Trice’s request for mentoring was sent to Ed French, Eastern Shore Assistant Director and mentor for the Mid-Shore Chapter that includes Dorchester County where Trice’s business is based. According to French “I saw at our first meeting that Eric fits the profile of a potentially successful entrepreneur and engaged SCORE client. He had a passion for his work, was very customer-centric, experience demonstrated a strong worth ethic, articulated a vision, and could conceptualize how the business model would develop. And, he clearly showed ambition as well as having generated some income from part-time entry into his new endeavor”.
The first session was by phone with Trice describing his vision for his company and his business anticipated business model. They reviewed the essential business plan components that most directly affected his potential for success. Within a week he sent French a draft of a business plan and a day later Trice returned a marked-up draft with recommendations that clarified the business model, competitor analysis, customer acquisition, and marketing plan that dealt with sales and marketing. Discussion regarding the operations and business followed the conceptual construct as both knew this not to be a working capital- or major capex-intensive fixed business at start-up because he already had the essential start-up equipment and he was the sole employee. The variable-cost items represented a single-digit percentage and were not material, thus the focus was on revenue and managing fixed costs with growth. The focus on sales and marketing recognized that the competition is keen in this business because there are no barriers to entry. Anyone with a pressure washer and a means of moving it around could get into the business without much capital and little risk. They endeavored to position Trice so at he could create growth and sustainability through a strong business acquisition and retention model that focused on assumed good service but outstanding sales and marketing. Trice had created a brand with an image, including a trade name and visuals.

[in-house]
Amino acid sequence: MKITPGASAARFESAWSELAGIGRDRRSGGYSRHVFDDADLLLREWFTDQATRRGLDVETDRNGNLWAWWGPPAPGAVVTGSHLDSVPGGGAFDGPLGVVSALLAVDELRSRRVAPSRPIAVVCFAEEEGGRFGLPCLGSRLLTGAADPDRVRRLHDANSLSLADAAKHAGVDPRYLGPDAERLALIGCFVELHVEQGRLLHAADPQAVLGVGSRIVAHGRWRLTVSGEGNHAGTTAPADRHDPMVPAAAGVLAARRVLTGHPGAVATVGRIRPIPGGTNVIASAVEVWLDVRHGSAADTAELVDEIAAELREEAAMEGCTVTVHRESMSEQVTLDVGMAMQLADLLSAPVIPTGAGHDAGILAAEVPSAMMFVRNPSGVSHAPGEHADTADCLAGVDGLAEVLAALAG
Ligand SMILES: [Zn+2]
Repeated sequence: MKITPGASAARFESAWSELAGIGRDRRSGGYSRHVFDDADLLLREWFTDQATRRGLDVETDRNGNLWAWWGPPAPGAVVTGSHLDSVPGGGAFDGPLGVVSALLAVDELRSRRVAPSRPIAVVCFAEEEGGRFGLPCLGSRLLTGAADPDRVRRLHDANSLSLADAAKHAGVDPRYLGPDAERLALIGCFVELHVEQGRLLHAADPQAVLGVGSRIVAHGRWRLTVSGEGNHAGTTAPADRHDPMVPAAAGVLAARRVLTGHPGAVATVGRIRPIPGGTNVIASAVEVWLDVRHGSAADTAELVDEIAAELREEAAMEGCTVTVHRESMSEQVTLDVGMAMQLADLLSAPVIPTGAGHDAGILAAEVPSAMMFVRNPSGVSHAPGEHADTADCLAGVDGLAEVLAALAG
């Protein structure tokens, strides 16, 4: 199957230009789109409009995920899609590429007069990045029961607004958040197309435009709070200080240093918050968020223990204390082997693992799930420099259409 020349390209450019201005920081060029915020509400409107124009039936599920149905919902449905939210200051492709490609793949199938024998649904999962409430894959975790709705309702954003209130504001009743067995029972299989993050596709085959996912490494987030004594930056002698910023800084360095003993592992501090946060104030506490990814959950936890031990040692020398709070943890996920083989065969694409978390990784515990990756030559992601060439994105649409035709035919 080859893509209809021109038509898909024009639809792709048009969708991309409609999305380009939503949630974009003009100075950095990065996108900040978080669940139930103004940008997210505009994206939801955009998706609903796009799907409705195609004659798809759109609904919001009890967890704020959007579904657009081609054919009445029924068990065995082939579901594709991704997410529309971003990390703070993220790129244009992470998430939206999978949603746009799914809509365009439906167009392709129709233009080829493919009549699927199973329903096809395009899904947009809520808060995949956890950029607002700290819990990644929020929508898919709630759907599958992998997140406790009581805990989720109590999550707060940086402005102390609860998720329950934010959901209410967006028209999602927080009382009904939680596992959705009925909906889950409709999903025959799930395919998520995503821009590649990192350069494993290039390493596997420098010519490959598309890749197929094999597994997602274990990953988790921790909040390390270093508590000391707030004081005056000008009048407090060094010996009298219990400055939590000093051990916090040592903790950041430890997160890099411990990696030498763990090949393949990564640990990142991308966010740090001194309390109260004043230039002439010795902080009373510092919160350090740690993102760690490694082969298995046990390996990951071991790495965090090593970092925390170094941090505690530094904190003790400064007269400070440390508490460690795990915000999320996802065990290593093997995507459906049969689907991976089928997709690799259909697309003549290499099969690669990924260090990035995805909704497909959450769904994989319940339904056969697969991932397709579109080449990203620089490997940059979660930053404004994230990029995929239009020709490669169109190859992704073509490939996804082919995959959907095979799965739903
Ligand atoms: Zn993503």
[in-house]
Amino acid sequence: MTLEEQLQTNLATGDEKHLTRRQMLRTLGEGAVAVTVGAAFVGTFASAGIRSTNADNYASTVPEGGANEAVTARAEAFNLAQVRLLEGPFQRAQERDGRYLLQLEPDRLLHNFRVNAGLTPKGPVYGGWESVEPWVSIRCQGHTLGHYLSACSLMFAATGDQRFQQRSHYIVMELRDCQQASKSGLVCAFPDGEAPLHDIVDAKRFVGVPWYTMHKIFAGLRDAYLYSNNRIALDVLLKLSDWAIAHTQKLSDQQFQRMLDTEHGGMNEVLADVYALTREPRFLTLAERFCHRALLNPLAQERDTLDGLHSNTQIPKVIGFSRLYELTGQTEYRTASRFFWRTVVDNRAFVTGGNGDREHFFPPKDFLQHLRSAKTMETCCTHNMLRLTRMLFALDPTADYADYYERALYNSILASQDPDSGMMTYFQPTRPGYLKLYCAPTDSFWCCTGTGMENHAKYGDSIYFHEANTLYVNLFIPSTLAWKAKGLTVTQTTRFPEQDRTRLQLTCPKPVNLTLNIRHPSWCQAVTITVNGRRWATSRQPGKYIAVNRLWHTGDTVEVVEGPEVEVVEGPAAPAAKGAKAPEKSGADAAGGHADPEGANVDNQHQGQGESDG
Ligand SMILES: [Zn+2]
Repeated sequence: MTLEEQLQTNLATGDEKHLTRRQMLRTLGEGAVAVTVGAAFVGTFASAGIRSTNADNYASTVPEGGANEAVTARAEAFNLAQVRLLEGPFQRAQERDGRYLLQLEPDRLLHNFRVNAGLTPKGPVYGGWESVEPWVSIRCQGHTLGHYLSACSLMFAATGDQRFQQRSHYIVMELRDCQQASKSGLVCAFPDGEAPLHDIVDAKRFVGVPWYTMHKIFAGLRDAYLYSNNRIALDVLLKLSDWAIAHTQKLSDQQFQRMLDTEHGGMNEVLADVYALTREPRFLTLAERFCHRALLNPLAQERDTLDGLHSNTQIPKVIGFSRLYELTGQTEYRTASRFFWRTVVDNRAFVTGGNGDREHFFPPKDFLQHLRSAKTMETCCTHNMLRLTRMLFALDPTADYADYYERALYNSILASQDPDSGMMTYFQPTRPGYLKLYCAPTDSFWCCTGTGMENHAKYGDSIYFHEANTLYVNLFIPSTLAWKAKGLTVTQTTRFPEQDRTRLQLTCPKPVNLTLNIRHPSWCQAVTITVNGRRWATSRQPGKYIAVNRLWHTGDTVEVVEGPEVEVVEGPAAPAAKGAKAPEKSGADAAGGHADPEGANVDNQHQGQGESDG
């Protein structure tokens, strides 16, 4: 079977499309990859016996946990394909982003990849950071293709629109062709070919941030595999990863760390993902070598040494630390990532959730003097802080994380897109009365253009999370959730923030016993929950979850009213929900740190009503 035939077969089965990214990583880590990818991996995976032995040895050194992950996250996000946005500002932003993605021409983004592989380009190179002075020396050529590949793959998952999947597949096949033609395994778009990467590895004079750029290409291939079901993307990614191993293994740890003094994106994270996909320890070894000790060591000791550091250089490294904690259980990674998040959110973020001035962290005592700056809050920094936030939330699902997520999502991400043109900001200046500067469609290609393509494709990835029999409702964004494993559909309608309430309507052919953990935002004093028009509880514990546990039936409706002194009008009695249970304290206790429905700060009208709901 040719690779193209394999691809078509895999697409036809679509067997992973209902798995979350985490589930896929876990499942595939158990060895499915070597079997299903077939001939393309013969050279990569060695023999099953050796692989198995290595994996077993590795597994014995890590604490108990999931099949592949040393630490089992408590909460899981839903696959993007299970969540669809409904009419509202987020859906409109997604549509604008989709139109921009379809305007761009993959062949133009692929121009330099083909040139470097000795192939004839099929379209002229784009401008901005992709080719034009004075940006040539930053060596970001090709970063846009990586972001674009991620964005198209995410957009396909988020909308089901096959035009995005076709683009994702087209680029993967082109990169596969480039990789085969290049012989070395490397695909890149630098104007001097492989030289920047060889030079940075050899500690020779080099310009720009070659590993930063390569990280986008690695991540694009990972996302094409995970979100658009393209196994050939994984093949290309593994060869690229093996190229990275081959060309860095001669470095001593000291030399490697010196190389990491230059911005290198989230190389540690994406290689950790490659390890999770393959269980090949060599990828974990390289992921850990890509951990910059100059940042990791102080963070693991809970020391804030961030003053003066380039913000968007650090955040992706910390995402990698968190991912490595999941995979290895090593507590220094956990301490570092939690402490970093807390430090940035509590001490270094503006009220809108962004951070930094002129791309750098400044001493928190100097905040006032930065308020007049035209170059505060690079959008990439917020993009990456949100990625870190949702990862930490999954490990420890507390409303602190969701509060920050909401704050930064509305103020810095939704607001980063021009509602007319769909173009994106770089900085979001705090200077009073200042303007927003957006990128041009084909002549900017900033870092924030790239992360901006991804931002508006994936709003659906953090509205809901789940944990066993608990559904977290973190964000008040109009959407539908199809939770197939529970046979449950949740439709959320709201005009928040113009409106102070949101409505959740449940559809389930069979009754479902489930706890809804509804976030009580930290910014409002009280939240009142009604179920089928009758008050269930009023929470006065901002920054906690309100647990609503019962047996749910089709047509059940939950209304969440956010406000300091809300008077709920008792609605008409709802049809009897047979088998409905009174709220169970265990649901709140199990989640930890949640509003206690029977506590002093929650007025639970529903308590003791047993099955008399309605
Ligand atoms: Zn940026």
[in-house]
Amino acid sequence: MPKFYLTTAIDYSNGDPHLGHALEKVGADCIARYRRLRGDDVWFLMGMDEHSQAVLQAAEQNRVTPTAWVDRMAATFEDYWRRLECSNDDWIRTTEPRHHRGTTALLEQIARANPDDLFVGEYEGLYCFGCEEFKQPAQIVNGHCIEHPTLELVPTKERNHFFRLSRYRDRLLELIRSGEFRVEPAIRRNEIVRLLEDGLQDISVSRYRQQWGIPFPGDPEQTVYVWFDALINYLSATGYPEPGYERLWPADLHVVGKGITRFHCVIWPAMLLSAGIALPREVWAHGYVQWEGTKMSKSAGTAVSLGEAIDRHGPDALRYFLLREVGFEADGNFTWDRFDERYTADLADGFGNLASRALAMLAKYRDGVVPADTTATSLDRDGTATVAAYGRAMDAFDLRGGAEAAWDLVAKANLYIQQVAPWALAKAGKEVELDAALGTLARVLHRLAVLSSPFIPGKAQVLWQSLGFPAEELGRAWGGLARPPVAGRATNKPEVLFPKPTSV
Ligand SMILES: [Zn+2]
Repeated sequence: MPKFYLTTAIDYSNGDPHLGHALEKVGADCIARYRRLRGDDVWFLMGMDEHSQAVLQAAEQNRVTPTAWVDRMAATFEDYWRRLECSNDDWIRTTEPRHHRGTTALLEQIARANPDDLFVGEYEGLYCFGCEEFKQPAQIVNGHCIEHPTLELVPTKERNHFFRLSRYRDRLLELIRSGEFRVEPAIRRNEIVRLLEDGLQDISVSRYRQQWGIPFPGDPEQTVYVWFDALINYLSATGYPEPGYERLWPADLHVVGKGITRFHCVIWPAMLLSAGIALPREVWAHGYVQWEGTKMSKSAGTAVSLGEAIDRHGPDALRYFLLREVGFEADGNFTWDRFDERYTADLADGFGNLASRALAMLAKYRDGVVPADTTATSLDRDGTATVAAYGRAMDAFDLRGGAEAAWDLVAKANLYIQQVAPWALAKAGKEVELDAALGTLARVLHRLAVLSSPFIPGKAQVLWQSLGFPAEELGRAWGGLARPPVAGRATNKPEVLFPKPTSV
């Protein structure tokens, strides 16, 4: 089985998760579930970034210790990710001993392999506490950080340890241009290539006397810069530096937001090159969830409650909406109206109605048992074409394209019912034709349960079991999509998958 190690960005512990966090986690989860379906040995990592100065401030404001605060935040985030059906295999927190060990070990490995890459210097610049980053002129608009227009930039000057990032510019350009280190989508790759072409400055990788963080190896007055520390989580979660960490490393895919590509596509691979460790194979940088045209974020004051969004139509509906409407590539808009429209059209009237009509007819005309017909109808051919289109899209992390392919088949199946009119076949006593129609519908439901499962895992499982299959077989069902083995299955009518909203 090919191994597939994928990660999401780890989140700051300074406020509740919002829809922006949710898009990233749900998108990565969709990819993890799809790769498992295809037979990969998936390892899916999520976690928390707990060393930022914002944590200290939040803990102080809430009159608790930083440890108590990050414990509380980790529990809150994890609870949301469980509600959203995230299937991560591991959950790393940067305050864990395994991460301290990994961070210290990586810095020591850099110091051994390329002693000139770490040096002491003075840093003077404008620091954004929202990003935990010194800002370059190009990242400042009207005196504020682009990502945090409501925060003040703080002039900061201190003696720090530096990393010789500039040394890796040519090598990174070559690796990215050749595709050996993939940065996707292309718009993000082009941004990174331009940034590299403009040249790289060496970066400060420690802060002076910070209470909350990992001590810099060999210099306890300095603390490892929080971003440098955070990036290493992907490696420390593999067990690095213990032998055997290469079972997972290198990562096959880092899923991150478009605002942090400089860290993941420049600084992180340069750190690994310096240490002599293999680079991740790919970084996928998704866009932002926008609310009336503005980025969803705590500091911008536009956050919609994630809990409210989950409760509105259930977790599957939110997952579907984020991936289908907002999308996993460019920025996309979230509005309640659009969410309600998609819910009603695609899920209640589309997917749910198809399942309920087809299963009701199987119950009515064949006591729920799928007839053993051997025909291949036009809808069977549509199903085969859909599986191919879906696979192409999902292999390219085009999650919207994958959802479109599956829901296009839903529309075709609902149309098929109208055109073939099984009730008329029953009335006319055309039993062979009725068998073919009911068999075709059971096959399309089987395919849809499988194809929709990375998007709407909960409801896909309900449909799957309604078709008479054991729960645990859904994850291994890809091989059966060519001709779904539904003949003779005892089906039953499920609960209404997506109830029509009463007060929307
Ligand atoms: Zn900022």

Following extensive email exchanges to refine the business plan Trice and French met to review the plan and get into the details of a customer pipeline analysis, the SCORE financial projections worksheets, pricing consideration, margin analysis, construct of comparative analyses, and related operating considerations for him to work on as a homework assignment. They did sales role-playing for cold calls and reviewed direct and indirect sales methods, specifically planning for a carve-out every day for handling new and follow-up sales calls to be sure they didn’t get lost in the milieu of Trice doing the work and not dedicating time to business development. Trice stepped up to the plate with attention to detail and time management so that he could focus on the carve-out time for sales and marketing and ample time for getting the work done.
The story for Eric Trice and Absolute Pressure Cleaning is a relatively new story, but after just two years it is a solid growth story that has potential for exponential new business. As he continues to grow his revenues, add employees, and equipment, Trice is confident that he has in a short time created the sustainability that was the goal in the beginning. According to Trice “Beginning a business with no business experience is a challenge and risk. Having SCORE available to lean on for guidance and support, and as a sounding board periodically has provided the ‘how-to’ and the encouragement that made my story a good one. I am excited to see how the next several years develop, expecting continued exponential growth in business and my employment base.”
Following extensive email exchanges to refine the business plan Trice and French met to review the plan and get into the details of a customer pipeline analysis, the SCORE financial projections worksheets, pricing consideration, margin analysis, construct of comparative analyses, and related operating considerations for him to work on as a homework assignment.